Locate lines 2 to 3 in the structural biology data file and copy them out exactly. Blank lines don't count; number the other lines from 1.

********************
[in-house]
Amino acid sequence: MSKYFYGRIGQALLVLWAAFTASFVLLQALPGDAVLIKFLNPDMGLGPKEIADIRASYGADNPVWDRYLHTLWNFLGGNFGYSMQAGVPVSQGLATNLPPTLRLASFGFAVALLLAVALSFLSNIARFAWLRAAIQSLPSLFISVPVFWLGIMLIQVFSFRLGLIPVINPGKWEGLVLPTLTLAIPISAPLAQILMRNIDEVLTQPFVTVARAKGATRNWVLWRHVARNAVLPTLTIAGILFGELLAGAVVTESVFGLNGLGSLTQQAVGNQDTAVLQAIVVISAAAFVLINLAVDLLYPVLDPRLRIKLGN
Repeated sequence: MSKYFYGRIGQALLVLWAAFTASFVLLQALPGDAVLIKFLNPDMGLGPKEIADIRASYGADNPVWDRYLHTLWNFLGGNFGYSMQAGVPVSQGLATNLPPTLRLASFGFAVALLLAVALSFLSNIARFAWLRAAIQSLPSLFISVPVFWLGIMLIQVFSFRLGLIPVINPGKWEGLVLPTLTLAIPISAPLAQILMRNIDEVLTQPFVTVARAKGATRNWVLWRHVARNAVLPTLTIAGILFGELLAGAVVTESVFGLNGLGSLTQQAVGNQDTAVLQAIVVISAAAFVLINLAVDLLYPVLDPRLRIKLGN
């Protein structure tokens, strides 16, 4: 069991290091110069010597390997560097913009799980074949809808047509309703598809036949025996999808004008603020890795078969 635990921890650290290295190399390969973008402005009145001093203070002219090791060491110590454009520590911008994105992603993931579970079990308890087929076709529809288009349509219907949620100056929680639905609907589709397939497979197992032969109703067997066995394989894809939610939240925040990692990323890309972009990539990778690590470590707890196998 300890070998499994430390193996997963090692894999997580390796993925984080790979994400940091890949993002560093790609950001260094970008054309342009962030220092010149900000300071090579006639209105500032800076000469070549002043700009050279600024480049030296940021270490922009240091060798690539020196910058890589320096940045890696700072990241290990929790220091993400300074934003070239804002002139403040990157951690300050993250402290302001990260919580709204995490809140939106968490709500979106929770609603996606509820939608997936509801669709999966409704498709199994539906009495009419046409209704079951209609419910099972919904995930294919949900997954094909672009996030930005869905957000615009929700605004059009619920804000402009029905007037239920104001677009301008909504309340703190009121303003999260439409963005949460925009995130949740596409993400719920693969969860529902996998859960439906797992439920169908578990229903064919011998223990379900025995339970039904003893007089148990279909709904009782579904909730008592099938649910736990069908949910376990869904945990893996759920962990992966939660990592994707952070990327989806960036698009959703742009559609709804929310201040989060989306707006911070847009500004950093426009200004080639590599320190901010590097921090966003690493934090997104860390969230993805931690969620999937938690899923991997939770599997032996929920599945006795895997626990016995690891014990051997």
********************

Amino acid sequence: MSKYFYGRIGQALLVLWAAFTASFVLLQALPGDAVLIKFLNPDMGLGPKEIADIRASYGADNPVWDRYLHTLWNFLGGNFGYSMQAGVPVSQGLATNLPPTLRLASFGFAVALLLAVALSFLSNIARFAWLRAAIQSLPSLFISVPVFWLGIMLIQVFSFRLGLIPVINPGKWEGLVLPTLTLAIPISAPLAQILMRNIDEVLTQPFVTVARAKGATRNWVLWRHVARNAVLPTLTIAGILFGELLAGAVVTESVFGLNGLGSLTQQAVGNQDTAVLQAIVVISAAAFVLINLAVDLLYPVLDPRLRIKLGN
Repeated sequence: MSKYFYGRIGQALLVLWAAFTASFVLLQALPGDAVLIKFLNPDMGLGPKEIADIRASYGADNPVWDRYLHTLWNFLGGNFGYSMQAGVPVSQGLATNLPPTLRLASFGFAVALLLAVALSFLSNIARFAWLRAAIQSLPSLFISVPVFWLGIMLIQVFSFRLGLIPVINPGKWEGLVLPTLTLAIPISAPLAQILMRNIDEVLTQPFVTVARAKGATRNWVLWRHVARNAVLPTLTIAGILFGELLAGAVVTESVFGLNGLGSLTQQAVGNQDTAVLQAIVVISAAAFVLINLAVDLLYPVLDPRLRIKLGN